I’ve witnessed, and benefited from, Heiko’s relaxed approach to coaching, and it’s easy to see why he’s popular with riders. One year, in those days of TMUK sponsoring the Tour of Britain, we also sponsored the official mass participation ride. As part of that we asked Heiko to develop a training programme for TMUK employees who wanted to ride in the event. He delivered it in person at our Hatfield HQ, with a talk on the basics of training and diet. His approach always seemed relaxed and flexible, tailored to individual needs but always with a holistic and realistic view. He tackled this mini-project with the professionalism that has become his trademark.
For now it seems Heiko has his work cut out preparing Team GB for the Rio Olympics in 2016. Surely if there is one man that could be termed a victim of his own success then it’s Heiko. The other nations that are closing the gap, and in some instances overtaking the British are of course, the Danes, Russians and Aussies. It’s a fascinating legacy that will no doubt see him pushing on to greater heights in an attempt to fend them off and once again raise the bar.
It had been a while, so I got in touch with Heiko earlier in the year and he kindly agreed to take part in our Conquista Q&A. Below is a transcript of the conversation:
CQ: What is the single most important change you would like to make in cycling? HS: There is only one thing, for sure right now it’s a very bad situation again following the third big doping scandal [Armstrong] and I hope the sport will clean up for now and forever.
CQ: Tell us about your best day on a bike?
HS: My own best day on the bike is a difficult one, but more as a coach I had some really exciting times with the Australian Institute of Sport and also with the Danes.
CQ: If you were in the movie The Matrix, would you take the red pill or the blue pill, and why? HS: Oh, I haven’t seen that movie, sorry!
CQ: Form or Function?
HS: It’s both actually. [correct]
CQ: Which - if any - of the pro riders would you be OK with your daughter marrying? HS: [Laughs]. I couldn’t answer this question!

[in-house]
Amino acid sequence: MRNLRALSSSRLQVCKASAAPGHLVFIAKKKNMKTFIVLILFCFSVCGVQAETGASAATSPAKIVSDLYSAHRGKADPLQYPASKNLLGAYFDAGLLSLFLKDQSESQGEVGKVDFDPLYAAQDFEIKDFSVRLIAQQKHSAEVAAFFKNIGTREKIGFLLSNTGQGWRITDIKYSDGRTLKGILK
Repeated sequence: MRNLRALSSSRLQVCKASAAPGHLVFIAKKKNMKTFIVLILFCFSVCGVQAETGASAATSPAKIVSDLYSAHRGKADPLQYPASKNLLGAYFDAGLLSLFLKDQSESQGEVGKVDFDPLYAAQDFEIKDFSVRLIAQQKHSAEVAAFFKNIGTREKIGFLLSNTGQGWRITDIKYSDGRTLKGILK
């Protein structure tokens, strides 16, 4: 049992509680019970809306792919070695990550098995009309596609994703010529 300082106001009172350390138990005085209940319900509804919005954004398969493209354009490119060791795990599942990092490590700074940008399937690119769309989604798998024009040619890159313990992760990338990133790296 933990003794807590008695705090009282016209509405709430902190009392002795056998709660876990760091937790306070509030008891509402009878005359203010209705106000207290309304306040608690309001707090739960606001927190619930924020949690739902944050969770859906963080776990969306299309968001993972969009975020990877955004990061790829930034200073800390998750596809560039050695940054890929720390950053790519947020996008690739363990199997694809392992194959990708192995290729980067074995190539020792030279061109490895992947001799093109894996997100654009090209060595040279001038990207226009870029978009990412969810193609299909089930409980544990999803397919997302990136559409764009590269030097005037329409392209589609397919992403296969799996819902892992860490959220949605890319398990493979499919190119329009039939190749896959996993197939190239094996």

CQ: Shut up Legs or Shut up Jens?
HS: [Laughs again] Shut up Legs!
CQ: You, a room with no windows, a gun, no witnesses. Who do you take in there and why? HS: [still laughing] This is another difficult question for me to answer - I cannot say who!
CQ: Tell us your favourite joke?
HS: I don’t have a favourite joke, sorry to confirm I have the German stereotype without a sense of humour. [he’s still laughing, so we know this is not true].
CQ: What is your biggest disappointment?
HS: This is a long time ago actually, it was 1986 when my East German team pursuit team was declared second with 0.001 of a second, losing the gold medal in the World Track Championships against the Czech Republic.
CQ: When was the last time you bought your own cycling kit and what was it? HS: It was only about four weeks ago however I’m not actually able to wear it at the moment because my bike has been stolen from my home in Germany!
CQ: Cav, Kittel, or Kittens
CQ: What is the best hangover cure?
HS: Riding your bike!
CQ: Who will be the big star of the 2015 season?
HS: I hope Cavendish is making a big comeback - a HUGE comeback - and it looks like he already had a good start. Having said this, his leadout man from the 2011 World Championships, Ian Stannard, looks exceptional this year.
CQ: Who would you like us to interview next?
HS [without hesitation] Ian Stannard!
Like it? Share it!